The Great Return to the Workplace: Navigating the New Normal of the Workplace Post-WFHMar 31, 2022 03:00PM ● By Susan Ahlstrom
What a relief to be finally coming out of the pandemic and moving on with life these days. Or is it? After two years (plus) of living with the threat of a virus that no one had even heard of before January 2020, constantly bobbing and weaving through changes in our day-to-day routines, and navigating social strife and upheaval like we haven’t seen since the 1960s, it’s safe to say, most of us are not the same people we were when COVID first reared its ugly head.
By now, most employees have successfully made the transition to working from home and the thought of going back to the office full of people, reintroducing commuting time and having to dress for success every day, feels like a real imposition.
The challenges that came out of the pandemic, like feelings of isolation, being disconnected from the workplace and broader community and managing life-work balance, were eventually met with the adoption of new ways to communicate and fill the need for human connection. Technology helped the world overcome the obstacles that quarantine and other restrictions presented. Zoom, Slack, Marco Polo and social media have all moved into the top spot on the list of priorities for individuals and families.
Although healthcare workers, teachers, frontline workers and retail associates have remained in-person in the workplace and we are profoundly grateful to them, many people have had the luxury of adapting to a life of WFH (working from home) over the past two years. The complications that working parents and school teachers initially had to navigate gave way to an acceptance (or even
enjoyment) of the benefits of not having to commute or get fully dressed to greet coworkers every morning.
We found ways to make the unpleasant feelings of disruption and isolation less intense by adapting to new work routines and new habits (maybe not all of them good for us). We’ve been lifting weights between phone calls, spending less money on lunch and conserving energy by avoiding the gas pump. We’ve become reacquainted with our neighborhoods during lunchtime walks around the block, rediscovered the joys of cooking (or discovered DoorDash and Uber Eats) and found new ways to use the existing spaces in our homes or apartments in an attempt to accommodate more than one person talking on the phone at a time or listening to the teacher or manager on Zoom. In short, we’ve been flexible, whether we’ve liked it or not.
Now that it’s time to take off our masks, return to the office and return to some sense of “normal”, one might think people would be excited. Not so.
A return to the workplace means, once again, turning life inside-out in order to organize the day to allow for a commute, making financial adjustments for gas, lunch and clothing expenses, and in many cases rethinking or rearranging childcare altogether. In addition, not only do we have to mentally and emotionally prepare for being back in group settings on a regular basis, but we have to fire up our social skills once again. The truth is, many of us will have to face the reality of all that we have discovered about ourselves over the past two years.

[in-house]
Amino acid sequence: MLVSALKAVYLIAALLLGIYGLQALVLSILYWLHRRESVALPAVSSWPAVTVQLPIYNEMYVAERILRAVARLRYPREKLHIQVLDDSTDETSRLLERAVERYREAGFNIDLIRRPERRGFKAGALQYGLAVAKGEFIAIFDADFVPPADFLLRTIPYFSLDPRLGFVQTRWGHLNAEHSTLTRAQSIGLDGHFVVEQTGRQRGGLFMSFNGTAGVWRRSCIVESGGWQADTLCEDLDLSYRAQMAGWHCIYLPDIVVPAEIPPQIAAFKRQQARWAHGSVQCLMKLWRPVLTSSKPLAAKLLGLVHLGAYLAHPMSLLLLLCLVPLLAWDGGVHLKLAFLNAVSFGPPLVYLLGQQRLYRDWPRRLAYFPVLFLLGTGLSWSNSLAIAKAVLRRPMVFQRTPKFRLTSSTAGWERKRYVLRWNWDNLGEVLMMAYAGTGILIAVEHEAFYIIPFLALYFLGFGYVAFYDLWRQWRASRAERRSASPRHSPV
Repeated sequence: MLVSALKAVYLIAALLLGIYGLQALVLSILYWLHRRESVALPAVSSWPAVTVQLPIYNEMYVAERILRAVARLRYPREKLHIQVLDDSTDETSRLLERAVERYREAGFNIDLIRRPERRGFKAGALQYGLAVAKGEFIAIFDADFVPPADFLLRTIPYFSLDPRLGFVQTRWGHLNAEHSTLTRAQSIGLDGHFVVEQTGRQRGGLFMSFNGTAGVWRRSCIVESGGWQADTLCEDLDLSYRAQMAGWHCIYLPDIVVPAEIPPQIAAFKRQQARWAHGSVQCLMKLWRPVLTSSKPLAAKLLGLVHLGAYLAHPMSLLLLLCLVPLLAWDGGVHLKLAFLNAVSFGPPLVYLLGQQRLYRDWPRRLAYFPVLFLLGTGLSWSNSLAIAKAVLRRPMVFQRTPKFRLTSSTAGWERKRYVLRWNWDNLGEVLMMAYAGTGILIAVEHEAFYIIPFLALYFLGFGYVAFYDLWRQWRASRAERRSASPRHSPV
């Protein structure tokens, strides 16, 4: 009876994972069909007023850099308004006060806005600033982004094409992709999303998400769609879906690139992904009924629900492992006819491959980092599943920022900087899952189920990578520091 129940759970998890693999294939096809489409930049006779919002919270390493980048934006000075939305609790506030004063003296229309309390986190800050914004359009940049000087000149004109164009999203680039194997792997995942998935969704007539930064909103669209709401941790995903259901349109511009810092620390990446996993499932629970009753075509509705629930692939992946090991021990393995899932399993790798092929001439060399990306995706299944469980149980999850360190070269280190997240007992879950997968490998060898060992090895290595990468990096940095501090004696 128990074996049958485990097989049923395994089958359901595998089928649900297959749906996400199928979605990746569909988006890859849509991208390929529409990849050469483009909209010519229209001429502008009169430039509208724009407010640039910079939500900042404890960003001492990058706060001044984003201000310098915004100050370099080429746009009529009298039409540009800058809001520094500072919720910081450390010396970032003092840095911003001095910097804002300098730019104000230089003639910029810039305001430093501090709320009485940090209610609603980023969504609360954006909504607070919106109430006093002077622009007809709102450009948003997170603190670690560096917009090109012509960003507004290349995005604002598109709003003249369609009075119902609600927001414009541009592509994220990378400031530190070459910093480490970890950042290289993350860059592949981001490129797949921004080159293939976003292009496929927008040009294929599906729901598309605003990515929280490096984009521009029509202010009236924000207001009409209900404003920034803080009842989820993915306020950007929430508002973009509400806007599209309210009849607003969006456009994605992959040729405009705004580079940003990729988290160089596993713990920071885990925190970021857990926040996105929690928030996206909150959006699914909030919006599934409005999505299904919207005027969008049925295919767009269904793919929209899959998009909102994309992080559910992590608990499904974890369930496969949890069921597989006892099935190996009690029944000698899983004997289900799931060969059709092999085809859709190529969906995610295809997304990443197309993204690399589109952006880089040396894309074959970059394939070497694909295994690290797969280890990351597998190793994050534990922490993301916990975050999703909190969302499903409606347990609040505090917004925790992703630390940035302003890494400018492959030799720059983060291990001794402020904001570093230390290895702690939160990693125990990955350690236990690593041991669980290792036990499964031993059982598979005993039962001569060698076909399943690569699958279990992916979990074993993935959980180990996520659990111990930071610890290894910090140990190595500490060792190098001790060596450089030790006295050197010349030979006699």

The political climate during the pandemic forced many people to really check in with their personal values and their sense of right and wrong. Whether it had to do with the definition of equality, individual rights or what defines “safe” when it comes to washing hands and what is the appropriate distance for social distancing, we’ve all spent a lot of time thinking about these things and learning.
Returning to the same old workplace with a brand new sense of the world and ourselves is not only going to be challenging for employees, but the transition presents a mountain of issues for employers.
One of the first things that comes to mind is the challenge of creating (or re-creating) a sense of community and consistency in the workplace. With employees returning to flexible calendars like “three days in, two days out” of the office, communications, scheduling, managing personnel and defining protocols for the workplace become much more complicated.
The work that lies ahead for employers as society moves back to the in-person environment cannot be underestimated. An employer’s greatest task will be to re-establish and communicate clear goals and objectives for this new way of operating (employees’ schedules flexing all over the place, for one thing), while also demonstrating compassion for the burden this return to the workplace will add to the lives of their employees who are already nearing the last few ounces of their resilience reserves after several years of adjustments.
While it’s exciting to think that life may once again be returning to “normal”, no one really knows what “normal” is anymore. There’s bound to be more challenges ahead as we uncover what our new normal is in the workplace.
Susan Ahlstrom is a Certified Accredited EFT Practitioner, Reiki Master and Wellness Coach. She is the owner of Lighter & Brighter Wellness. Connect at [email protected] and LighterAndBrighterWellness.com.